But the other lesson we can derive from the Bible is that opposition, different points of view, is crucial to a healthy state. It was only by challenging Pharaoh that Moses was able to establish an alternative moral system. True prophets stood up to autocratic kings while false prophets supported them. The prophets could not avoid self-caused catastrophes or defeats. However, they stood up for a culture of questioning, of morality, of resisting. And I believe this is what has enabled Jews to create an antinomian culture of survival. By contrasting their value system with others and by offering an alternative narrative. While tolerating (in the main) other ways of living and believing. Perhaps that’s another reason for hatred. No one likes to be told there is another way of looking at things.
If China or Russia try to suppress opposition you can bet that at some stage, the whole edifice is going to come crashing down. Suppress dissent and you will fail! A country that allows freedom of expression is not perfect but it’s a safer place to live in for those who want to think for themselves.
Let me leave you with two quotes. From the Bible. From Psalms 146:3 “Do not trust in Princes.” And from the Talmud, Avot.2.3,” Beware of the ruling powers, they only care about those who will benefit them.”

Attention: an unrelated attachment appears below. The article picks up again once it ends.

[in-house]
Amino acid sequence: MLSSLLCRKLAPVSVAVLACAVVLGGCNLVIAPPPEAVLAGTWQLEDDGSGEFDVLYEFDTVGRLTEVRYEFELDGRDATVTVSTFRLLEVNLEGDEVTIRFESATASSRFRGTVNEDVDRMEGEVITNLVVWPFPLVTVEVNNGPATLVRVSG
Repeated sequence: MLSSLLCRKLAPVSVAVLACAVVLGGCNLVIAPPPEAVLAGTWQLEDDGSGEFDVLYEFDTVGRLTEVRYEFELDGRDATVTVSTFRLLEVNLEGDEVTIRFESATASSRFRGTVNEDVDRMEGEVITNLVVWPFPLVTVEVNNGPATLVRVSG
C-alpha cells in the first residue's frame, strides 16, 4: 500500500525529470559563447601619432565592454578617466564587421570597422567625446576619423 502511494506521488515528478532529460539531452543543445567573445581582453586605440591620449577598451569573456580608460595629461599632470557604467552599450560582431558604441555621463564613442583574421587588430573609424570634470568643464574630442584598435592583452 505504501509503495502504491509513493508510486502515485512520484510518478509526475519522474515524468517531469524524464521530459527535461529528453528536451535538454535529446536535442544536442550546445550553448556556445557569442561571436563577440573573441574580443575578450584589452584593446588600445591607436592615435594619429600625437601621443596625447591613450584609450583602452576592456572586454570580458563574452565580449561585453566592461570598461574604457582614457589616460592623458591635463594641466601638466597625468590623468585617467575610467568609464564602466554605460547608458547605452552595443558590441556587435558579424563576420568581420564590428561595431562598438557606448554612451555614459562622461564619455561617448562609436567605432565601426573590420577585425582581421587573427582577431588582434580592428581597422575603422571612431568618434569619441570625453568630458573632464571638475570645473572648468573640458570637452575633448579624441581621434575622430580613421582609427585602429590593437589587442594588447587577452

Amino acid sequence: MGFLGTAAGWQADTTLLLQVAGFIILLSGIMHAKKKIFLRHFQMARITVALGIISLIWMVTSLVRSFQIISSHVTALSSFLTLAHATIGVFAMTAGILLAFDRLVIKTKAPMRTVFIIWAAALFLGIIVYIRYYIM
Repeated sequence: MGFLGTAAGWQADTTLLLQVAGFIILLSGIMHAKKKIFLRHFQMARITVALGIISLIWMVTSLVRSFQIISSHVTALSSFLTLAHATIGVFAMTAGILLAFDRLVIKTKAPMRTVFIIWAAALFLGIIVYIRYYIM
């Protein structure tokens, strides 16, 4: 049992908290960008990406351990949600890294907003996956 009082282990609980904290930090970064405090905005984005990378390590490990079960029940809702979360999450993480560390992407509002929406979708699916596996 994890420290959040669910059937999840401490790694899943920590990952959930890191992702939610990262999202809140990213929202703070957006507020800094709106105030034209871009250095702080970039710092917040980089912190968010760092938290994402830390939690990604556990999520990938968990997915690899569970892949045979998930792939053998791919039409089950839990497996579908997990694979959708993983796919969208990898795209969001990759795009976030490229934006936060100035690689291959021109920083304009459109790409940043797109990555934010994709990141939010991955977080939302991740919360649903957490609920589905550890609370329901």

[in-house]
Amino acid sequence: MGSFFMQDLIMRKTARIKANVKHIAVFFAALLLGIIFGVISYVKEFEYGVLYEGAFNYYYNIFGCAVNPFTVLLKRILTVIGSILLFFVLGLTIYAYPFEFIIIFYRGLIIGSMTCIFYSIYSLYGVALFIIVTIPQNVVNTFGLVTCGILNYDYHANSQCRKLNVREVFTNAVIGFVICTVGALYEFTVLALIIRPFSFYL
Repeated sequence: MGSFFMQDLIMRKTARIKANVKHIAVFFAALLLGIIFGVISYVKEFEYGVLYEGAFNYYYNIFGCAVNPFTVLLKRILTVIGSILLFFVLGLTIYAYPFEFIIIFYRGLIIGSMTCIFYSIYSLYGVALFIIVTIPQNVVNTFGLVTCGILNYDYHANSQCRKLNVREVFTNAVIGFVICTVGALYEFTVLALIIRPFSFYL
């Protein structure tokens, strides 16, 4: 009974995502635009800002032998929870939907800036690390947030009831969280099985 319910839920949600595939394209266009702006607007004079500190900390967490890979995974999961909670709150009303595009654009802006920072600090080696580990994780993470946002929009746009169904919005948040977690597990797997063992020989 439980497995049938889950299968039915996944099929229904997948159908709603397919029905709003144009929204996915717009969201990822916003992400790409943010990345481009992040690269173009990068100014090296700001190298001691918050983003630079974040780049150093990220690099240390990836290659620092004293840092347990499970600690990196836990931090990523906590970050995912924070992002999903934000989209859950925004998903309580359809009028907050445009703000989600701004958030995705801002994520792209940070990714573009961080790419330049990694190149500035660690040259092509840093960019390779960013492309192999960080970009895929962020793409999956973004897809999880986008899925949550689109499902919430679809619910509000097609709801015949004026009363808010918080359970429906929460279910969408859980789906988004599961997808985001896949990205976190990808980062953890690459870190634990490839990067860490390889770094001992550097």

Jeremy Rosen was born in Manchester, England, the eldest son of Rabbi Kopul Rosen and Bella Rosen. Rosen's thinking was strongly influenced by his father, who rejected fundamentalist and obscurantist approaches in favour of being open to the best the secular world has to offer while remaining committed to religious life. He was first educated at Carmel College, the school his father had founded based on this philosophical orientation. At his father's direction, Rosen also studied at Be'er Yaakov Yeshiva in Israel (1957–1958 and 1960). He then went on to Merkaz Harav Kook (1961), and Mir Yeshiva (1965–1968) in Jerusalem, where he received semicha from Rabbi Chaim Leib Shmuelevitz in addition to Rabbi Dovid Povarsky of Ponevezh and Rabbi Moshe Shmuel Shapiro of Yeshivat Be'er Ya'akov. In between Rosen attended Cambridge University (1962–1965), graduating with a degree in Moral Sciences.